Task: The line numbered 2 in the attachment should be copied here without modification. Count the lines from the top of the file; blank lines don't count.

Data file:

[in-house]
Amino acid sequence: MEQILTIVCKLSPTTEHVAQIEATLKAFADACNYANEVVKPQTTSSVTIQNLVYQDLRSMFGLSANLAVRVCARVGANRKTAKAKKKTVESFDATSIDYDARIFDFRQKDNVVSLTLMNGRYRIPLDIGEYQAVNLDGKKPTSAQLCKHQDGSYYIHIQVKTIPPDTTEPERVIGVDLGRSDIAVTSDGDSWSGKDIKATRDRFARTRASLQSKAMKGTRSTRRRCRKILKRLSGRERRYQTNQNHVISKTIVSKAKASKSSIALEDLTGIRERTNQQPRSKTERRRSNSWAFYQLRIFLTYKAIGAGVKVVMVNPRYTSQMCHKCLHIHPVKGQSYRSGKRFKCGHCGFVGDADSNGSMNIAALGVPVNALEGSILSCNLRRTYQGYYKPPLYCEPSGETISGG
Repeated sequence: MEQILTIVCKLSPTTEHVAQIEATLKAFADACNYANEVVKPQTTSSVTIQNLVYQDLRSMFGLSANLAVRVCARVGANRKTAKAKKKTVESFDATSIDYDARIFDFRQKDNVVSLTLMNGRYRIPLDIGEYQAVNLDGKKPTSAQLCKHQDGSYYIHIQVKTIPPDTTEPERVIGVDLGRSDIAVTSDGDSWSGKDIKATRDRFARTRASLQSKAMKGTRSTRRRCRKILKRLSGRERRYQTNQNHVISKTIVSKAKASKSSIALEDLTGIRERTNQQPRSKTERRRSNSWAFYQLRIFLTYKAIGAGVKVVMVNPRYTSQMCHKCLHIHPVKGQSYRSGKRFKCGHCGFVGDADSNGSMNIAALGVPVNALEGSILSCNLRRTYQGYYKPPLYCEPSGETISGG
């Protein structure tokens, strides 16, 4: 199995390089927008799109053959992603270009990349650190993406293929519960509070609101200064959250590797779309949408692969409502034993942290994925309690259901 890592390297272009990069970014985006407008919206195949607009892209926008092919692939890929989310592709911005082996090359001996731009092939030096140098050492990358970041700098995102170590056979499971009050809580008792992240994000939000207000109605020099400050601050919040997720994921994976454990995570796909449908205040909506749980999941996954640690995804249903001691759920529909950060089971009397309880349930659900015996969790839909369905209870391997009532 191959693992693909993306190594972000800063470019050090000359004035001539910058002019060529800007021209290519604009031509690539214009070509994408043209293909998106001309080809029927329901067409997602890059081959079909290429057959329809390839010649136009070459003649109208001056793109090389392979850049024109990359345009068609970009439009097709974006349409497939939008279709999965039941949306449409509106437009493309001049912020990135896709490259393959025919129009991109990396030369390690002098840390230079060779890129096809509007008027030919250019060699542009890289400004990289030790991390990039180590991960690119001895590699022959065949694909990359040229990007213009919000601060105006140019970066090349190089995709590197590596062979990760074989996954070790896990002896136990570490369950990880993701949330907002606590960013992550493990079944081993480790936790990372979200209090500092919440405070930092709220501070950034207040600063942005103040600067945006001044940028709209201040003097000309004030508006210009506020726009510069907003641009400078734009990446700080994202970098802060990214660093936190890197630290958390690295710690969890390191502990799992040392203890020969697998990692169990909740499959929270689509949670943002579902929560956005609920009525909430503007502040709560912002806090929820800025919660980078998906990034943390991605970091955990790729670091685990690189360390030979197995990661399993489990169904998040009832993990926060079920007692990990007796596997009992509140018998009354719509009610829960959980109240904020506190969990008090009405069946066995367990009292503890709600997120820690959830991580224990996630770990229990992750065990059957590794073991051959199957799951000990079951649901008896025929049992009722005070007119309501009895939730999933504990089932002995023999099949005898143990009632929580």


Amino acid sequence: MEQILTIVCKLSPTTEHVAQIEATLKAFADACNYANEVVKPQTTSSVTIQNLVYQDLRSMFGLSANLAVRVCARVGANRKTAKAKKKTVESFDATSIDYDARIFDFRQKDNVVSLTLMNGRYRIPLDIGEYQAVNLDGKKPTSAQLCKHQDGSYYIHIQVKTIPPDTTEPERVIGVDLGRSDIAVTSDGDSWSGKDIKATRDRFARTRASLQSKAMKGTRSTRRRCRKILKRLSGRERRYQTNQNHVISKTIVSKAKASKSSIALEDLTGIRERTNQQPRSKTERRRSNSWAFYQLRIFLTYKAIGAGVKVVMVNPRYTSQMCHKCLHIHPVKGQSYRSGKRFKCGHCGFVGDADSNGSMNIAALGVPVNALEGSILSCNLRRTYQGYYKPPLYCEPSGETISGG